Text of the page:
How do I build a business pitch?

But Anna, how do I build a business pitch? I get asked a lot. Unfortunately, there is no magic formula for building a good pitch. I learned it by trial and (a lot) of error. I’ll give you an example.

When I organised the Global Management Challenge in Ukraine, I had to look for sponsors. So I built different pitches and talked with companies from various industries. One of those industries was telecommunication. I had a meeting with two big telecommunication companies in Ukraine. I went to the first one, my pitch went great and they were extremely interested, but they had one question: “Are you talking to any of our competitors? Because if we do decide to sponsor you, we want an exclusivity contract.”

And of course I said 'no', even though I did have a meeting planned with one of their competitors. Everything was fine and I decided to email them with a follow up and my presentation. But you know that strange feeling that creeps up on you right after you hit send? I was sure I wrote the correct names and put in my materials but still something felt, you know, wrong. I checked and checked again and everything looked right. Until the moment I saw that I sent them the presentation that was meant for their competitors. So please, don’t double-, don’t triple- but quadruple-check if everything is correct and that you’re sending the right materials to the right people.

Don’t make the same mistakes I did. Here I have listed some great do’s and definite don’ts you have to keep in mind when you are making your business pitch. With these guidelines, I want to make sure you’re completely ready to blow people’s minds.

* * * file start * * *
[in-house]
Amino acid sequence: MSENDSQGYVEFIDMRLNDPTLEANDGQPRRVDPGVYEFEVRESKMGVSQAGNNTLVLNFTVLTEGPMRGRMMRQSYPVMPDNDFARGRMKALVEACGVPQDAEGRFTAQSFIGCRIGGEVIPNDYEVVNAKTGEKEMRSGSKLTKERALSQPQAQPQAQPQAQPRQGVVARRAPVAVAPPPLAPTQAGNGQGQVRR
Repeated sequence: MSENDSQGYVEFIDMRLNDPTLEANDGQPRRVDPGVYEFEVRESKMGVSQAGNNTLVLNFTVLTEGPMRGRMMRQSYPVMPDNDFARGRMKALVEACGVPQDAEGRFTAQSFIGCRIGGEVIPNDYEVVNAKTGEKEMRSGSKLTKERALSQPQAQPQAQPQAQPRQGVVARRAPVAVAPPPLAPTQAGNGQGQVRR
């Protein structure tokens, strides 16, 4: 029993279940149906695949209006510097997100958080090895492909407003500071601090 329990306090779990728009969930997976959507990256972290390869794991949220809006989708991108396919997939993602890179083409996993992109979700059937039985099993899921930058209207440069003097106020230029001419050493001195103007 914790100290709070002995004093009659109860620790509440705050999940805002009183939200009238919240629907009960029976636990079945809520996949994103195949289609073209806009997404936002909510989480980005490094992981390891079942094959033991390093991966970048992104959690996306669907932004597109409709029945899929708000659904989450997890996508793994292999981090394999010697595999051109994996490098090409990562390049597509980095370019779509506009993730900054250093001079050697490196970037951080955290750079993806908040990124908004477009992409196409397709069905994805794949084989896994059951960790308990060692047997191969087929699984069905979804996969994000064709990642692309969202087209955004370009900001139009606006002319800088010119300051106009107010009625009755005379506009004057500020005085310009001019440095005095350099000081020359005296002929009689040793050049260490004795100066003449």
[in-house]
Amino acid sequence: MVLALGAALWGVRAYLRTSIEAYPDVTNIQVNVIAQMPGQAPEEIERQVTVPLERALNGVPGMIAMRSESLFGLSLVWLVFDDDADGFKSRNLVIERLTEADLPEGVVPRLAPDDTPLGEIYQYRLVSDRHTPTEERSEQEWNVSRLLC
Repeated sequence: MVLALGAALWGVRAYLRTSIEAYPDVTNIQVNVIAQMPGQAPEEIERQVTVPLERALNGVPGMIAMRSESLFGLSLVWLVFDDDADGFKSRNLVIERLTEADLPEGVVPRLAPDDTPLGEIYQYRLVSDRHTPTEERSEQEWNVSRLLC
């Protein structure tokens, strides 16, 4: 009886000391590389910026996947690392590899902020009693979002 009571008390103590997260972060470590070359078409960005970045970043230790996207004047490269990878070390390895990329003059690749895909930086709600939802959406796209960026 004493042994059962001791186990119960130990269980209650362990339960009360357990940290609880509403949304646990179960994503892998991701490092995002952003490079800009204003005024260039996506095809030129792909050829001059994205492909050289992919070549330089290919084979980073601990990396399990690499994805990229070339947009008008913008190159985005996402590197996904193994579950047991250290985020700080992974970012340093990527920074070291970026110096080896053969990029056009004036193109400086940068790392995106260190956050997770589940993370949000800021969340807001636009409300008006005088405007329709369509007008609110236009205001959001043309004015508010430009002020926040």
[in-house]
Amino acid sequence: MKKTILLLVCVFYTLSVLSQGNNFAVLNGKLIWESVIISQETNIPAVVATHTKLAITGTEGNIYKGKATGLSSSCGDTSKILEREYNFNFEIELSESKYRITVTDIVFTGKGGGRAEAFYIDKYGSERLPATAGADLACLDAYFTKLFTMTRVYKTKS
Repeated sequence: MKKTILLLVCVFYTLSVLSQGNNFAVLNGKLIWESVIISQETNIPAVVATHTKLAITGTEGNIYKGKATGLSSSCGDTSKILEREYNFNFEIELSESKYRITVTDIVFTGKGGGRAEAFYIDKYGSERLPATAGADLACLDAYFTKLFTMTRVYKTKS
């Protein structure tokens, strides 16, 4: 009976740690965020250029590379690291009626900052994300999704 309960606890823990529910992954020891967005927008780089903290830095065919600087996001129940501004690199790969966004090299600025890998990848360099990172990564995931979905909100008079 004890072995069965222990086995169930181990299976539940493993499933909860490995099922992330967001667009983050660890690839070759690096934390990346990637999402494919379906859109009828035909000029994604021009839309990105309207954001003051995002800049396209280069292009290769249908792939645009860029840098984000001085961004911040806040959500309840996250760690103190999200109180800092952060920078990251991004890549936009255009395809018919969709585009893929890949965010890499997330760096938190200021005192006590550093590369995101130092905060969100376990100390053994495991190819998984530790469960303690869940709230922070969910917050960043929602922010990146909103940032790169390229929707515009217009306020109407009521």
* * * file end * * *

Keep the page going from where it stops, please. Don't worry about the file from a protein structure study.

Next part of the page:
…think about your goals

What do you want to achieve with this pitch? What is your purpose? It’s very important that you have a goal before you start building your pitch. Do you want to attract investors? Or are you more looking for business partners? Setting a goal defines the way you make and deliver your pitch.

…understand the situation

Sometimes you have 20 minutes to present your business idea (when you’re really lucky), other times only the minute it takes your future investor to go from one meeting room to another. Understanding the context and situation gives you a feeling of how long this person can or wants to listen to you. Use your intuition. And most importantly, know when to stop talking.

…plan different types of pitches

Prepare variations of your pitch so you have the perfect version for different situations. The three main ones are the famous elevator pitch (45 secs - 1 min), a short pitch (3-7 mins), and a longer version (10 mins). If you have all three versions ready, you’re prepared for every kind of situation. And of course, make sure you put in the correct name of the company or people you’re pitching to if you want to avoid a situation like mine.

…think about problem, solution and experience

No matter how long your pitch is, always incorporate those three topics. Tell them the problem you experienced, how you are going to solve it and show the experience you have that will help do all of this. You don’t have to be a super expert in the field already, but you need to be able to highlight your interchangeable skills from past experiences.

…know who you’re pitching to